Sunday, October 7, 2018

Maggie Cooper's Christmas Cake

It will soon be Stir It Up Sunday, the day when people traditionally make their Christmas cakes and puddings so that they have time to mature for Christmas.  I decided to take a jump on them by making my Christmas cake this weekend.

Every year, I try to make a different Christmas cake recipe.  The results are mixed, but the unknown is part of the fun.  This year, I chose a recipe from Maggie Cooper that I found in The Toowoomba Chronicle, but which is also reproduced here.

To make this Christmas cake, you first make a fruit mince, two cups of which is reserved for mince pies:

My fruit mince had been happily soaking in brandy for around three weeks, so I was confident that it was time to make the cake.

The recipe says to use a 20cm round cake tin, but that is not anywhere near big enough.  I used a 25cm round cake tin, and as you can see I still ended up with an enormous cake that filled the tin:

The other key change that I made to the recipe is to use a commercial gluten free flour mix in place of the plain flour, as some of my recipients are eating gluten-free.  I am a little nervous as to whether this will make the cake crumbly when sliced, but I won't find out for a few weeks yet.  The cake seemed to hold together well once it had cooled and was unmoulded, so I am hopeful that it will be just fine.

If you are planning on making your Christmas cake soon and that this one might fit the bill, you will need:

Fruit mince

425g raisins
250g pitted dates

250g pitted prunes 

250g glacé cherries

115g glacé pineapple

125g dried apricots

50g glacé ginger

850g sultanas

375g dried currants

200g mixed peel (I left this out)

3 medium Granny Smith apples 

1 x 250g jar marmalade

2 tbsp finely grated orange zest

60ml lemon juice

2 cups firmly packed brown sugar

1 tbsp mixed spice

350ml brandy 
Peel, core and grate the apples.  Chop the larger fruit finely.  Put everything into a big plastic mixing bowl with a lid, and shake well to combine.  Keep the container in a dark place and shake every few days for at least four weeks (or three, in my case).

Christmas Cake

250g unsalted butter, at room temperature

120g brown sugar

5 large eggs

60g melted dark chocolate

1 tsp vanilla essence

1 tsp almond essence

2 tsp glycerine (I used glucose instead)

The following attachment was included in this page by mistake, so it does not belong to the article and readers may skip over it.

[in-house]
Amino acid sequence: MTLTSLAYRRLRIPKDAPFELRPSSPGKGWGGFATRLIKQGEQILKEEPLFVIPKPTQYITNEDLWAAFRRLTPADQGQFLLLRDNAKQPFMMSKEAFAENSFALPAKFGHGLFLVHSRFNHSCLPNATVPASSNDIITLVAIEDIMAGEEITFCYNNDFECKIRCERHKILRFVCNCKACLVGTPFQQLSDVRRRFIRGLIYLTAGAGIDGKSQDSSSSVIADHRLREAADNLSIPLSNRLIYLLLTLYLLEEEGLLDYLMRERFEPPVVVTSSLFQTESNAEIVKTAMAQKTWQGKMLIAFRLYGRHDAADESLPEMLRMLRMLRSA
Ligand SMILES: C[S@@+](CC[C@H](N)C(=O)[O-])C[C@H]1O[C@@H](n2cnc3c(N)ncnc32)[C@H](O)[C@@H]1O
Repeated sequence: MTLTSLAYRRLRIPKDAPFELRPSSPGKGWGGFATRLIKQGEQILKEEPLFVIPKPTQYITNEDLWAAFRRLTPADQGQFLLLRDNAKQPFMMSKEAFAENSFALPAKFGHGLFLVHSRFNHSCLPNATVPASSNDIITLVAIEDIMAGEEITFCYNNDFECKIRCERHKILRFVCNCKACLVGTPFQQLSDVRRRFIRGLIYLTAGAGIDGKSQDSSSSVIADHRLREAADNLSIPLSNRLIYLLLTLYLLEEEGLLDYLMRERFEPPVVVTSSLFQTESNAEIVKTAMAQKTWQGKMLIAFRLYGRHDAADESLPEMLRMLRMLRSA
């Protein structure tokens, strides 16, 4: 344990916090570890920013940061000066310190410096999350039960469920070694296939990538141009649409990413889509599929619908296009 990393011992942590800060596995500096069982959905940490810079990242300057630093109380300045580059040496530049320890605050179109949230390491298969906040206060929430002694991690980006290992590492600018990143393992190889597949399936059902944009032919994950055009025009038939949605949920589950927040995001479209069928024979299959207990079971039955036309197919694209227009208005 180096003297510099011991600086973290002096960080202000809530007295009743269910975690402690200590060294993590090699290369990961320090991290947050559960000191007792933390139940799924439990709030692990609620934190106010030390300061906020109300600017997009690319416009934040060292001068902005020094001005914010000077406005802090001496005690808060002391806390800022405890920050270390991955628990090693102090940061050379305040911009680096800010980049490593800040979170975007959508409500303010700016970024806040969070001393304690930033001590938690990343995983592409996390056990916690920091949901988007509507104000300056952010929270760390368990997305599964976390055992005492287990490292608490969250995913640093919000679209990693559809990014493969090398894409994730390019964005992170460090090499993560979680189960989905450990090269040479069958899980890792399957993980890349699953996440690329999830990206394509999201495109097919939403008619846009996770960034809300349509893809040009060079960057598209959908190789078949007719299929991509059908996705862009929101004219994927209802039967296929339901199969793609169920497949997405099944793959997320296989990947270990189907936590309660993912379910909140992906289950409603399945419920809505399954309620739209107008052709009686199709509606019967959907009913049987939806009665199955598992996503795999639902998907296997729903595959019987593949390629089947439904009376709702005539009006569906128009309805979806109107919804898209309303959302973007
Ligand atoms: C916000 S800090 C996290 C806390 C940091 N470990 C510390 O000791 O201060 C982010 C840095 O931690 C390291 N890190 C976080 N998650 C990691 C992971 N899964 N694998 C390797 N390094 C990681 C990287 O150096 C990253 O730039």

2 tbsp raspberry jam

Juice and grated zest of 1 lemon

250g plain flour 

1 tsp mixed spice

1 tsp ground ginger

1/4 tsp salt

1 quantity fruit mince (above) minus 2 cups 

1/2 cup brandy

Grease and line the base and sides of a 25cm round cake tin with baking paper and preheat your oven to 150°C. 
In a stand mixer, beat the butter until pale and creamy, then beat in the brown sugar until well combined.  Beat in the eggs, one at a time, followed by the the chocolate, essences, glucose, jam, lemon zest and lemon juice.

In a separate bowl, sift the flour, mixed spice, ground ginger and salt together. 
Add 1/3 fruit mince to the cake batter, then 1/3 of the dry ingredients, and fold in gently with a wooden spoon. Repeat twice more until all of the dry ingredients and fruit mince have been incorporated into the batter.

Scrape the cake batter into the prepared cake tin, and tap on the bench a few times to remove any air pockets. Tie a triple thickness strip of newspaper around the tin with string (this will help to prevent the outside of the cake burning).

Bake the cake in the centre of the oven for 3 to 3 and 1/2 hours or until cooked through.

Take the cake out of the oven and prick the top of it  all over with a fine skewer.  Pour the additional half a cup of brandy over the top of the cake. Take the newspaper off the cake tin and allow the cake to cool completely in the tin.  Once cooled, take the cake out of the tin, but leave the baking paper on (I disobeyed this so I could photograph my cake). 
Wrap the cake in a double layer of alfoil and store in an airtight container in a dark cool place for at least a month before Christmas.
You can ice the cake with royal icing or marzipan and fondant before serving, if desired.

1 comment:

Lorraine @ Not Quite Nigella said...

Wow you're so fast Cakelaw!! I am thinking of Halloween just now :D It looks like a lovely cake.